Ed Hamilton – Arabesque (Futuresequence, 2015)


It seems like lately more artists are finding themselves attached to the idea of perpetuation and elongation of preexisting pieces; Nicholas Szczepanik took Elgar’s “Nimrod” last year in his LP Not Knowing and already this year Danny Clay attempted to prolong the opening sequences of Schubert’s “Ganymed”, but in the same way that both of those albums had pretty different interpretations and uses of the source material, it doesn’t really feel like Ed’s paying homage to Claude Debussy’s “Arabeseque #1” as he reworks the very specific first four chords of the piece, it feels more like a particular challenge that has been set for himself. Honestly, given the processing and multitude of textures present it rarely feels like the album’s been influenced at all, even if we know that it has been, but that doesn’t stop this from being a wonderfully tender and precise record that adheres to its own interior concept.

There’s a quaint delicacy and fragility that runs through the album right from the get go in opener “Rhaeadrau for RM”, slowly inching forwards in tentative notes that sound almost as though they’re being eked from a music box, their gentle chimes hovering in the cold air before slow drone lines begin to ebb out of the dark as we switch focus, the suspended droplets thrown up from the waterfall of the title rejoining the stable current of the secure and familiar stream below.

And that theme of water is also a recurring trend throughout; “Blue Lagoon” seamlessly arrives on a shimmering wave of blurred electronica, the music box fading out to be replaced by rather more melancholic piano tinklings in this almost reverential piece, everything becoming suddenly subdued and overawed at the place before its eyes. “Waterlog” is another one that seems to invoke a sense of place and continue this attachment to water, creating some feeling of a pleasant afternoon on a riverbank, the sounds coming through on organic stringed drones and lazy piano turnings, feeling replete and at peace in the warm light and cool breeze.

The other pieces are a little different though fundamentally still utilising the same ensconced drones and clever faux acoustic instrumentation of the previously mentioned tracks. “Cirrostratus” turns out to be rather janglier and more rhythmic than the opening works that precede it and makes for a welcome change; it unwinds a repetitive and subtly evolving crystalline mush of smeared drones and crisper synth motions to propel things, these frozen masses of ice drifting impossibly overhead slowly and almost imperceptibly evolving as they go. It’s a little at odds to the following title track “Arabesque #1” I suppose;  it’s probably the biggest outlier in sound besides the harsh unpleasantries of the abrasive “Rake, Migrate”, but “Arabesque #1” is the sparsest and perhaps the most respectful piece present. Not seeking to perpetuate and prolong its namesake exactly but hold it at arms length and respect it, employing little reversed snippets and ethereal synth motions to achieve its cautious but admiring distance.It lulls in the sound, resting in the drone troughs it creates and almost fears to impinge on the senses.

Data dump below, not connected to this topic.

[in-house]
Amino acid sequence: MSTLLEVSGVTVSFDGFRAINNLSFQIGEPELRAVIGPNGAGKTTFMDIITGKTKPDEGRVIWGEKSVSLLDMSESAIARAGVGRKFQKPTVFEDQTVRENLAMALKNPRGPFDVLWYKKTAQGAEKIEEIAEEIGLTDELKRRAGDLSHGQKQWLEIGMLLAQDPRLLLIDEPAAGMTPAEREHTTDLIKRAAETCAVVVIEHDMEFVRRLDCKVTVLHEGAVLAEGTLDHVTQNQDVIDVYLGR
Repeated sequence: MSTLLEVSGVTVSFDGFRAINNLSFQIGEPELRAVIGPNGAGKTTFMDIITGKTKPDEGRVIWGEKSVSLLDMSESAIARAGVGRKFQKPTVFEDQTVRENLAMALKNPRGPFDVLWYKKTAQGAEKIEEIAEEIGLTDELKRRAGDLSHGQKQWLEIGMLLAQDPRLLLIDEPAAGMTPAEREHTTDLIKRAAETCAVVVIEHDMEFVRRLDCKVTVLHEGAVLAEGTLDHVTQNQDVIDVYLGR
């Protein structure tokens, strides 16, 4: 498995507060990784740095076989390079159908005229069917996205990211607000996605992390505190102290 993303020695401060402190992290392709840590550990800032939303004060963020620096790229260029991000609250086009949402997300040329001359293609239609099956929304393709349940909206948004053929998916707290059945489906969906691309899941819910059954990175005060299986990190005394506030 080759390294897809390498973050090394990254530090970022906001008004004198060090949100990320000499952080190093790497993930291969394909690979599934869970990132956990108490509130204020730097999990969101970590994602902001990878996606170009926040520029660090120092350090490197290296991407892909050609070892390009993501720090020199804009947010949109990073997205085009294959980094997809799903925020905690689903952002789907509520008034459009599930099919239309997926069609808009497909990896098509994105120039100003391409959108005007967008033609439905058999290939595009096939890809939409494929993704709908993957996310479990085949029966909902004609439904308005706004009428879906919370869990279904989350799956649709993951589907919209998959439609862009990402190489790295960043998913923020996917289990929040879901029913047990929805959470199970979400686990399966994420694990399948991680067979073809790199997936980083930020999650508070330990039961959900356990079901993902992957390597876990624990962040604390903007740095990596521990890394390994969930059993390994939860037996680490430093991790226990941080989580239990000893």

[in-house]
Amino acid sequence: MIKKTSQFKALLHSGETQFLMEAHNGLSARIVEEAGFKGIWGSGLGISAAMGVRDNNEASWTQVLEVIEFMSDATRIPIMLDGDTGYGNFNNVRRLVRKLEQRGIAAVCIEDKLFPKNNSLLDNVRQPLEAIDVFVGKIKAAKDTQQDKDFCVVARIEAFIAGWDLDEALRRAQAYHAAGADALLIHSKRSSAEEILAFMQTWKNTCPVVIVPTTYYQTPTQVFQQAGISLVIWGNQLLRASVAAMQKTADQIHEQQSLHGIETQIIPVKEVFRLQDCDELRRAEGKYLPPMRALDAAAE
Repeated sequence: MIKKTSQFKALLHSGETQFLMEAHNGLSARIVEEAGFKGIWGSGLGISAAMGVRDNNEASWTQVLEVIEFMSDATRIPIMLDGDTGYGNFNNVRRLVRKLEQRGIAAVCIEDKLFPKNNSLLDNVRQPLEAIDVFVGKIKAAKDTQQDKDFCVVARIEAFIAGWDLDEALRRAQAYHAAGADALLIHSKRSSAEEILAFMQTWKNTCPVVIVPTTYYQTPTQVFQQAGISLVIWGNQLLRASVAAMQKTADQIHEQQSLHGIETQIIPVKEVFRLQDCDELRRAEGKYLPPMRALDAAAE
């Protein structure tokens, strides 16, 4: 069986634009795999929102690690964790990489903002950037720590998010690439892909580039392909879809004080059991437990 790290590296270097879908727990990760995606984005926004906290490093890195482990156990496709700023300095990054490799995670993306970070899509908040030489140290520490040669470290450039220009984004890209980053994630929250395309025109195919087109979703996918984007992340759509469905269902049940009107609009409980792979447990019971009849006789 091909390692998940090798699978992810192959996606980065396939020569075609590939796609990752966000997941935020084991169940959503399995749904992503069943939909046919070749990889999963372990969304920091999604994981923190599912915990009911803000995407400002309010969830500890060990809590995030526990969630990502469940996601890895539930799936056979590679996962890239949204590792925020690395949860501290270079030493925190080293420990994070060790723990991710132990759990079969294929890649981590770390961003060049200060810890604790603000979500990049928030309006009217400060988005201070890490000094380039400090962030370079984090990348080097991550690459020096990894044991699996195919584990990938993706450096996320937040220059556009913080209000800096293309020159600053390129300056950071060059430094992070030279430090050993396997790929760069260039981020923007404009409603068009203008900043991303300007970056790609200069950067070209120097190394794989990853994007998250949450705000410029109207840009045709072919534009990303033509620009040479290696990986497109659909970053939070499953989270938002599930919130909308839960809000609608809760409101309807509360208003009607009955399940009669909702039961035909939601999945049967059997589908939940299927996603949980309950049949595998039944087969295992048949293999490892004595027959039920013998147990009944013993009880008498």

The closest comparator is the stunning 9 minute closing track “A Year In A Day”; awash in disconnected and ethereal drone movements it manages to draw together much of the sonic devices we’ve experienced across the album’s span into a brilliantly conclusive and tender package. Glimmers of the music box peek through, soft piano emerges tentatively, synth meanderings spin motions of progressive material and the drones mesh beautifully with the simply gorgeous female vocal lines that drift romantically through the heart of the piece. It encapsulates the future nostalgia of these moments brilliantly without really being sentimental and sappy about it, I adore it.

Arabesque just feels so deliciously cohesive it’s difficult to fault; Ed’s adherence to this concept results in a record that feels complete and wholesome, his self-produced filters and software patches showing no hint of weakness and helping to make the piece ultimately feel like a deeply organic experience and not as clinical and meticulous as its production process almost certainly was. It just manages to strike a perfect balance of pleasantry and activity for me and as such I can’t recommend it enough, a really engaging and beautiful production.